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In New York City, a leader in food assistance keeps delivering

City Harvest, the nation’s largest food rescue operation, is helping people experiencing food insecurity

In the immediate wake of stay at home orders due to the coronavirus, New York City’s City Harvest  – the nation’s largest food rescue operation – saw food donations rise. The organization collects food that would otherwise be thrown out and distributes it to other partner organizations focused on feeding people who are experiencing food insecurity. Wholesalers donated fresh fruit, vegetables, meats, cheeses and other items to the organization, as they were no longer able to sell meat and produce to the city’s nearly 27,000 restaurants and caterers shutting their doors.

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Though this was a windfall for City Harvest and critical for the more than a million hungry New Yorkers the organization normally serves, CEO Jilly Stephens knew the initial surplus would be temporary. “The first thing our disaster feeding plan calls for is to start buying shelf-stable food, since we know that these items are harder to come by through donations,” she says. 

City Harvest relies on fresh food that goes unused to supply hundreds of NYC partner organizations, such as food pantries and soup kitchens. Closing restaurants, which constitute  another source of food for the organization, caused a ripple effect back to farmers who, with no buyers, cut back on fresh food production. Shelf-stable food, a major component of City Harvest’s disaster feeding plan, also became difficult to source. “A typical disaster is very local, but with the coronavirus, every organization in the country looks for large quantities of the same items,” Stephens says.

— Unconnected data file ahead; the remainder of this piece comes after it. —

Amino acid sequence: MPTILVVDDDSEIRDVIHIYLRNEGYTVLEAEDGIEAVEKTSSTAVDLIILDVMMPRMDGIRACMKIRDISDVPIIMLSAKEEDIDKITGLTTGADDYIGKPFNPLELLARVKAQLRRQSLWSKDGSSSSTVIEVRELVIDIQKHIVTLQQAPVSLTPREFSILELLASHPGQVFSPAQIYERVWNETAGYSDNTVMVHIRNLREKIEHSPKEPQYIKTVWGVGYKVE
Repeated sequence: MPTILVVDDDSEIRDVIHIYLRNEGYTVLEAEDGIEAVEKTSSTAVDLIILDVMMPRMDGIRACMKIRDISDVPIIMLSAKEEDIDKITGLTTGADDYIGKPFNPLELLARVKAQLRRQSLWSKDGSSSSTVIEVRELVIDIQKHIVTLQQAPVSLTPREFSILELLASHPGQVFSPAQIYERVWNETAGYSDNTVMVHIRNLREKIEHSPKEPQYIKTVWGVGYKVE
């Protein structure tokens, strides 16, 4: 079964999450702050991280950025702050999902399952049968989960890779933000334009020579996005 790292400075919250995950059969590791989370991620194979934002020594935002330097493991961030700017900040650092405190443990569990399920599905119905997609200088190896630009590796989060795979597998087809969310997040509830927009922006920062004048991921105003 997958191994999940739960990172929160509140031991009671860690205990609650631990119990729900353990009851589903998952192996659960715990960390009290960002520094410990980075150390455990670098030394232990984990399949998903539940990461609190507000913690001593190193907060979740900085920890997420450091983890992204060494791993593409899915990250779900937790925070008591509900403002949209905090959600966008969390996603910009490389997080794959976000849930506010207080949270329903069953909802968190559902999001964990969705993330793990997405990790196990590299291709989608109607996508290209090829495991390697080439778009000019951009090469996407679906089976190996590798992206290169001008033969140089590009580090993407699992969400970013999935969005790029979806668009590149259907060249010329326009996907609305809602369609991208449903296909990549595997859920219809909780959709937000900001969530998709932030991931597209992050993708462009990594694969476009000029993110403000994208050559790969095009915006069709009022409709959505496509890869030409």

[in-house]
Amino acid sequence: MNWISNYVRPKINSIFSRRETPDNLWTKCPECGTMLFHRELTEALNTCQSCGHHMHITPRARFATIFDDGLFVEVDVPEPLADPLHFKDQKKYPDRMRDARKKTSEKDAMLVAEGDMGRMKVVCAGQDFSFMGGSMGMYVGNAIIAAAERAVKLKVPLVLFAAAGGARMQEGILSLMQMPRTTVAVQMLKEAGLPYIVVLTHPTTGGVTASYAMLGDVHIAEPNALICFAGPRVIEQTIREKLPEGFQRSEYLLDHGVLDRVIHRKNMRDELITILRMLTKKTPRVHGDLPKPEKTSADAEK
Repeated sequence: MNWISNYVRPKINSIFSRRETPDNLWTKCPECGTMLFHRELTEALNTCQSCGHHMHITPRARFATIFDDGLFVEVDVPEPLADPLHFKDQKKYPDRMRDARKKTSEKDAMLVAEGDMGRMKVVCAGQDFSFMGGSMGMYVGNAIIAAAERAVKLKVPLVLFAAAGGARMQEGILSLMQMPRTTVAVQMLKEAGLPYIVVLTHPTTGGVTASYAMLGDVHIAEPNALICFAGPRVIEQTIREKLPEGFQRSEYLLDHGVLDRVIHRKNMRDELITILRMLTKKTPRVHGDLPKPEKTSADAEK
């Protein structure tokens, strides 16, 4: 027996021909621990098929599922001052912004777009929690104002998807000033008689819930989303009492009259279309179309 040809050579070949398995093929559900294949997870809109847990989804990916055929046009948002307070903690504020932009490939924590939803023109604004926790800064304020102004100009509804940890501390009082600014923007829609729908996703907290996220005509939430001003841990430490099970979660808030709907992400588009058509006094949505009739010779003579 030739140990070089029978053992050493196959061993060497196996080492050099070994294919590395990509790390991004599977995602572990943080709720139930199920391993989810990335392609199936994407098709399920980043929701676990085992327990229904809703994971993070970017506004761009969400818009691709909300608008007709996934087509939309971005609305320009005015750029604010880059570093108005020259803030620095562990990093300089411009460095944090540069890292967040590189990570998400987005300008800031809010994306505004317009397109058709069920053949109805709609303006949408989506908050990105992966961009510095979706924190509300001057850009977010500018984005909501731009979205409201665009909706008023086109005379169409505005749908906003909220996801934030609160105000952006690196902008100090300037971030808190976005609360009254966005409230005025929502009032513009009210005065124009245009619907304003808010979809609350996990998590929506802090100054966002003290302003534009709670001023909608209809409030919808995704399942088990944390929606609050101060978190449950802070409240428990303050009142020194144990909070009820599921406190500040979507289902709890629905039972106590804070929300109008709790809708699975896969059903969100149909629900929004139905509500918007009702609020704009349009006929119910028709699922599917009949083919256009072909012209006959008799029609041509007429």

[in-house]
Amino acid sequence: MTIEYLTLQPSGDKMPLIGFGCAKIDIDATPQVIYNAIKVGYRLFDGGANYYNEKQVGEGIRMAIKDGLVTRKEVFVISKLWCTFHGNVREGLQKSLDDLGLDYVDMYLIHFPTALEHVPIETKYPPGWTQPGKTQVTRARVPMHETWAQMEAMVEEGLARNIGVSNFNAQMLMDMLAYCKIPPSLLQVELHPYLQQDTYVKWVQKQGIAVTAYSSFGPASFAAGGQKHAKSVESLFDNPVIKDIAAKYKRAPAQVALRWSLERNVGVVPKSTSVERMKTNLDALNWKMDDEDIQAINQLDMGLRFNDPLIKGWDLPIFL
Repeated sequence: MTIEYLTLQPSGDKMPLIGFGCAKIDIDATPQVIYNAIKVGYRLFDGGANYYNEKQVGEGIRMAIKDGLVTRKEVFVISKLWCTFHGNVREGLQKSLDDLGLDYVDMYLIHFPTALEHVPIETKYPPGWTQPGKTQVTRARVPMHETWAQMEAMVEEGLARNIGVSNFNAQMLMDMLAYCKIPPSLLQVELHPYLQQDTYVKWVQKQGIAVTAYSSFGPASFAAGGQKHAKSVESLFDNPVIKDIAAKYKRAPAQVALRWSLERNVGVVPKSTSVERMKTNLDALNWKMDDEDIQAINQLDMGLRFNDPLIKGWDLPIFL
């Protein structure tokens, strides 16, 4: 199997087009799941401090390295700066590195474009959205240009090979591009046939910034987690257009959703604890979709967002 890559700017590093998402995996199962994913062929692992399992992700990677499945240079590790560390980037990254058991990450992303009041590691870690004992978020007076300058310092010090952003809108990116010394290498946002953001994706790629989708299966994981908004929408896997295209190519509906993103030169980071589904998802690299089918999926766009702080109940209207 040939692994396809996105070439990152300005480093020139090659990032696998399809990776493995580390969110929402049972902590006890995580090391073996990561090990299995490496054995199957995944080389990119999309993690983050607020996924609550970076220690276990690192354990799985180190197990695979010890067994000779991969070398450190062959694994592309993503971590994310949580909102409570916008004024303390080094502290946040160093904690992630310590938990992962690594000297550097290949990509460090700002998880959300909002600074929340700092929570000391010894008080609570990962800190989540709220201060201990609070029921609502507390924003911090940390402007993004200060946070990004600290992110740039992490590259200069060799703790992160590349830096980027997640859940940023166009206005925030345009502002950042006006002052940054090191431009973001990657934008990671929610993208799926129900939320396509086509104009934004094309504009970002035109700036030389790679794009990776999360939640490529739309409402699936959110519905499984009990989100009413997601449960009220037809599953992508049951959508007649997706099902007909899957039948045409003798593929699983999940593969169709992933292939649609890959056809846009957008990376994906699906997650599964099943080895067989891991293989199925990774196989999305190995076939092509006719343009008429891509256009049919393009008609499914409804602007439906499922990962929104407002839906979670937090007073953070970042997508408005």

To counter this, City Harvest had to quickly reassess how it would support an estimated two million New Yorkers now facing food insecurity due to the coronavirus. The organization rescued and delivered nearly 81 million pounds of food by the end of its fiscal year on June 30, 2020—nearly 17 million more pounds than projected at the beginning of the year. According to Stephens, to meet the increased need they had to significantly increase their food purchasing budget: “We thought we’d need $200,000 to support our efforts in 2020. That number will likely be closer to $8 million.”

Stephens says City Harvest’s greatest need became obtaining funding so that it could keep buying food to meet rising demand. To that end, private support was critical. Stephens, says, “Bank of America, because of their decade-long partnership with us, was able to provide funding just two weeks after stay-at-home orders were issued.” Most of the group’s budget comes from private donations, such as Bank of America’s $1 million grant, part of a $100 million commitment to local community nonprofits, which is in addition to the $250 million in philanthropy the bank gives annually. 

The funding is also being used to cover the cost of increased labor needs. At the Queens facility, where food donations are typically packaged by a large network of volunteers, City Harvest hired about 40 temporary workers to address growing demand, drawing from a pool of laid-off restaurant employees. With the success of that program, Stephens says City Harvest expects to continue to supplement volunteers with part-time workers.

City Harvest’s food distribution network had to adjust overnight to get the food where it was needed most. The organization set up 24 emergency food distribution sites in cooperation with neighborhood organizations. At City Harvest’s 9 Mobile Markets where families normally would be able to browse donated food as they would at a farmer’s market, City Harvest is distributing pre-packed bags that include shelf-stable food as well as fresh produce. 

Though the adjustments have been challenging, Stephens is confident City Harvest will continue to provide for hungry New Yorkers. “Our routes continue, and the trucks are running every day,” she says.

As nonprofits adjust to addressing increased needs in their local communities, Bank of America is committed to supporting them. Learn more about the bank’s additional $100 million philanthropic commitment to more than 1,300 non-profits on the front lines, as well as the bank’s $250 million commitment to assisting local businesses.

Originally published 6/8/2020